Austin’s Birth Story: Part 2

As I was being loaded into the ambulance, I had been reconnected to the Magnesium Sulfate to be transported.  In reality, the drive ahead of us was a crazy curvy road that would last for about two and a half hours normally.  I don’t know how but we made it in just over an hour and a half.  The drive was beyond bumpy.  If you have never been in an ambulance before, they attach you to a gurney and then secure it to the side of the ambulance.  I am not a stick figure by any means but I am still a smaller person.  I can not even begin to imagine what it would be like to be big and be attached to that very tiny board.  With each turn I was thankful I was attached with straps or I knew I would go flying right off.

My Mother sat in the front seat and talked with the driver while one parametric sat in the back with me.  We chatted a bit, I was so thirsty which I was not allowed to drink but he offered me chewing gum.  The lights were on during our drive but the sirens were only used during the towns or cities.

I was beyond thankful when we arrived, it was crazy.  As soon as I was wheeled through the doors I was greeted by my Husband.  I was astonished he could have been there but my brother-in-law said he drove very quickly, just being sure they were safe.

The doctor’s and nurses moved around me in a frenzy.  Although I was asked a thousand questions it seemed like each question was being asked by someone new.  I was a bit intimated by the very large delivery room I was placed in with tons of equipment.  I was beyond happy that they agreed to stop all the medication and let me deliver Austin as he came naturally.  I was almost 34 weeks and UAMS delivers babies at 24 weeks so they were very equipped to handle a preemie baby in their various levels of the NICU.

They immediately started running scans on myself and the baby.  His heart rate had been fluctuating so much they put an internal monitor on his little head to get more accurate readings.  I hated the thought of something attached to his head but I wanted him to be safe.  Specialist after specialist came into the room and then left.  It was truly a blur.  Bryan and my Mother were both in the room with me and they were so frazzled.  They were tired also but just looked at me from across the room with a helpless look.

When I asked if I could stop all the medications, I don’t think they quite understood I wanted to stop everything!  The pain medication they had given me through the IV I wanted stopped as well.  I wanted to get my bearings back.  I just couldn’t quite think straight and I couldn’t handle the pain, or at least I couldn’t until that point because of the type of pain I was having.  Within a few hours though I realized just how drastic my pain levels had changed.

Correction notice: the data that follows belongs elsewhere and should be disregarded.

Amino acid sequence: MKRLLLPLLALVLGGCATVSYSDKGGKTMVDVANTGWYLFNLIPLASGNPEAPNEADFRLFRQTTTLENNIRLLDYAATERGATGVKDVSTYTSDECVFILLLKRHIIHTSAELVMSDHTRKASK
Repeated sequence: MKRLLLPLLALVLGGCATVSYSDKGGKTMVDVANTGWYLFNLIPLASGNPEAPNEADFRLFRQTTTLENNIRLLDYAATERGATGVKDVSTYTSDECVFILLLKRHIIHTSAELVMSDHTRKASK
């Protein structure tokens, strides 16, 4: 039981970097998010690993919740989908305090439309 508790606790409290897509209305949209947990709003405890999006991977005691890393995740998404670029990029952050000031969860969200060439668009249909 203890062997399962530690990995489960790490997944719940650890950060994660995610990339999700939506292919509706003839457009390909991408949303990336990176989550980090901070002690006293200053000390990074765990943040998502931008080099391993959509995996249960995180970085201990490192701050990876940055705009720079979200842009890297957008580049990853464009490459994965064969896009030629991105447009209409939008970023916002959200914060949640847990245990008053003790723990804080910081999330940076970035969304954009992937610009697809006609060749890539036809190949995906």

I was no longer having any type of contractions in my back.  Was I not in labor any more?

This was my first labor so I truly didn’t know.  I was still having contractions about every 12 minutes but they were nothing like I was having before.  My stomach would harden, I would want to tighten up but nothing I couldn’t handle.  My pain had gone from a 10 to about a 3-4.  I mean the difference was night and day!

After several doctors and nurses had come in and out I finally asked one of the head OBs what could be a reason my pain was so different.  He was the attending doctor so he had my information from the previous hospital he was reviewing to decide a game plan.  The baby had shifted positions and no his body was at a slightly different angle not putting pressure on my spine any longer.  He said I could probably thank the ambulance ride because of the type of terrain we had to drive over.  For whatever reason Austin had changed positions, I couldn’t have been more thankful.

As the room quieted down, for the first time since Wednesday (it was now Saturday night) I wanted to sleep.  I dosed between tests and examination a few minutes here and there.  I was monitored through the night and then it was morning.  For the next several days there were so many doctors in and out of the rooms.  I had several ultrasounds and other tests down to be sure his lungs, kidneys and heart were all doing well.  They were surprised at how far his development was since he started off so small and his growth had to be assisted with so many medications.  I was allowed to drink and eat in small quantities again, yay!  You don’t realize just how much you miss water in your mouth!